Night-long Exposure Photography
This kind of photography captures how the world changes after dark, something most of us aren’t able to see with the naked eye — and something cameras can’t capture naturally. Out of all the types of photography, this is an art for only the most skilled photographers, as it takes a lot of knowledge about light, aperture, and shutter speed to capture these images.
Macro photography generally takes a small subject — like tiny plants, bugs, or objects — and blows them up in an image to make them seem larger than life. Their characteristics often seem exaggerated or magnified, giving these subject a surreal, otherworldly look. These photographs usually require special lenses and attachments to capture the small, easily overlooked details.
Anyone can take pictures of the inside of a building or home; interior photographers are able to turn these ordinary features and turn them into art. Artists who dabble in interior photography are able to find the drama and beauty in oftentimes ordinary spaces, though sometimes the interior design speaks for itself.
On the other end of the spectrum, we have architectural photography, which deals mostly with photographing buildings and their design. Photographers that dabble in architectural photography often have a good eye for visually interesting exteriors and know how to capture them in a way that preserves their charm.
Conceptual/Fine Art Photography
Conceptual and fine art photography is perhaps one of the most creative forms of photography, simply because it requires so much idealization and conceptualization. These images usually tell a story and is able to relay a message or emotion through its subject. This genre of photography includes fairytale art, where the photographer tries to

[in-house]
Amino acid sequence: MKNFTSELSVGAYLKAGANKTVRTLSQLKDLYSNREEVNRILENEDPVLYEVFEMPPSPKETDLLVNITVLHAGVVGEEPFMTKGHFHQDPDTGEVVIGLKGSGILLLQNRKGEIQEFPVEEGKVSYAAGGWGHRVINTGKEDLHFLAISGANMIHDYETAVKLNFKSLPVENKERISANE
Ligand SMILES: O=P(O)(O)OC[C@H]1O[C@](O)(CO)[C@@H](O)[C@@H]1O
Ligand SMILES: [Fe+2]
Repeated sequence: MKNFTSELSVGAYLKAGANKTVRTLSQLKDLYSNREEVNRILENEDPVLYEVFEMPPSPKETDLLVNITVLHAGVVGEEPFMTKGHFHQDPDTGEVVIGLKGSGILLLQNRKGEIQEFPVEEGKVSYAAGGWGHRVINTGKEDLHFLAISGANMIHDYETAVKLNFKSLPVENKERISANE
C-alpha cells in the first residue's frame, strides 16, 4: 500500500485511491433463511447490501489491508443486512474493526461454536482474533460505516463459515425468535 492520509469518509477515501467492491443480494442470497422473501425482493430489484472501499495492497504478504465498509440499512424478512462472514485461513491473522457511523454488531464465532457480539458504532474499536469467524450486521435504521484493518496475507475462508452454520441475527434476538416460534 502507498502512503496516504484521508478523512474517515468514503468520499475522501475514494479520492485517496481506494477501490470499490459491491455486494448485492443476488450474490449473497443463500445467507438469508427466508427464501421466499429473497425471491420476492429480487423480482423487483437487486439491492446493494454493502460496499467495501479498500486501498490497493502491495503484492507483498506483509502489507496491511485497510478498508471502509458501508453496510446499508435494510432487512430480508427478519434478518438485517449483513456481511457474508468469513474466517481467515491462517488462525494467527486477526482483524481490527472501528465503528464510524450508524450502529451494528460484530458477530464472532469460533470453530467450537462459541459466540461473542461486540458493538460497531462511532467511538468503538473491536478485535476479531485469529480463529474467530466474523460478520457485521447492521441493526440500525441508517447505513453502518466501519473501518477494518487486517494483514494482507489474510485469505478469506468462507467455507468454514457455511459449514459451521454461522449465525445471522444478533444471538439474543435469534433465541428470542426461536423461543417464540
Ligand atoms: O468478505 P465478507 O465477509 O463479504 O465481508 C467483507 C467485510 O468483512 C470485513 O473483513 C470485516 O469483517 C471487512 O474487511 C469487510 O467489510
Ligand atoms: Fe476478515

Natural Landscape Photography
This kind of photography is self-explanatory — instead of exploring an animate subject, photographers study outdoor landscapes and their natural beauty. Under this branch of photography, you’ll usually find images of national parks, mountains, and forests.
Wildlife photography is a pretty difficult medium for artists, considering they have to capture animals in their natural habitat without somehow influencing them. And since animals can be hard to predict, it takes a skilled photographer to know when’s the right time to take the picture — otherwise, the perfect moment will pass before you even realize what’s happening
Documentary photography generally consists of a series of photographs that tell a story, usually document a time or a place. Documentary photography has been used to chronical significant events such as wars, social movements, or the life of significant figures, often highlighting certain details that might otherwise go unnoticed.
Portraiture is often about capturing a person’s emotions or expressions with little glam or pizzaz. The face — especially the eyes — is generally the focus of these photos, though it may also include a certain body pose or stature.
Photojournalism, like documentary photography, is meant to chronicle a certain point in time; however, photojournalism tends to capture live events as it’s happening and is used primarily to inform people about the goings-on in the world. This is the kind of photography you’ll often see in newspapers and magazines and often takes a certain knack for expecting the unexpected to excel in.